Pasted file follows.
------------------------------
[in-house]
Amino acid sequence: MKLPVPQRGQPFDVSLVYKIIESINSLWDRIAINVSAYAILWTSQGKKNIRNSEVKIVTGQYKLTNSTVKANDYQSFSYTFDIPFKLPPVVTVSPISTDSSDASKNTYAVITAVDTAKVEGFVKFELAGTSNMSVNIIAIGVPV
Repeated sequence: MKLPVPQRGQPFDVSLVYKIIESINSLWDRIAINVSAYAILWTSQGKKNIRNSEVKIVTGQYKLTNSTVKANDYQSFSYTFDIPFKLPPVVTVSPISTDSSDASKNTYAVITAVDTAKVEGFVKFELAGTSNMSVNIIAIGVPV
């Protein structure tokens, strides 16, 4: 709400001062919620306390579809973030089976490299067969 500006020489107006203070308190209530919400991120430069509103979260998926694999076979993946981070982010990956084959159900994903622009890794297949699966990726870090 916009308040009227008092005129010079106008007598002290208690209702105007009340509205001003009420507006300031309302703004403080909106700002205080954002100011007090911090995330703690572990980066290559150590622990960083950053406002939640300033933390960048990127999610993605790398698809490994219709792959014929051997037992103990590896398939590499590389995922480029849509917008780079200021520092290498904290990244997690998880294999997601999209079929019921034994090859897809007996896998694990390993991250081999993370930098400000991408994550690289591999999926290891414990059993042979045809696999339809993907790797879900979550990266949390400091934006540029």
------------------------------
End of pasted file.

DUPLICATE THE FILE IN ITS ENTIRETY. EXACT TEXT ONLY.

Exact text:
[in-house]
Amino acid sequence: MKLPVPQRGQPFDVSLVYKIIESINSLWDRIAINVSAYAILWTSQGKKNIRNSEVKIVTGQYKLTNSTVKANDYQSFSYTFDIPFKLPPVVTVSPISTDSSDASKNTYAVITAVDTAKVEGFVKFELAGTSNMSVNIIAIGVPV
Repeated sequence: MKLPVPQRGQPFDVSLVYKIIESINSLWDRIAINVSAYAILWTSQGKKNIRNSEVKIVTGQYKLTNSTVKANDYQSFSYTFDIPFKLPPVVTVSPISTDSSDASKNTYAVITAVDTAKVEGFVKFELAGTSNMSVNIIAIGVPV
């Protein structure tokens, strides 16, 4: 709400001062919620306390579809973030089976490299067969 500006020489107006203070308190209530919400991120430069509103979260998926694999076979993946981070982010990956084959159900994903622009890794297949699966990726870090 916009308040009227008092005129010079106008007598002290208690209702105007009340509205001003009420507006300031309302703004403080909106700002205080954002100011007090911090995330703690572990980066290559150590622990960083950053406002939640300033933390960048990127999610993605790398698809490994219709792959014929051997037992103990590896398939590499590389995922480029849509917008780079200021520092290498904290990244997690998880294999997601999209079929019921034994090859897809007996896998694990390993991250081999993370930098400000991408994550690289591999999926290891414990059993042979045809696999339809993907790797879900979550990266949390400091934006540029």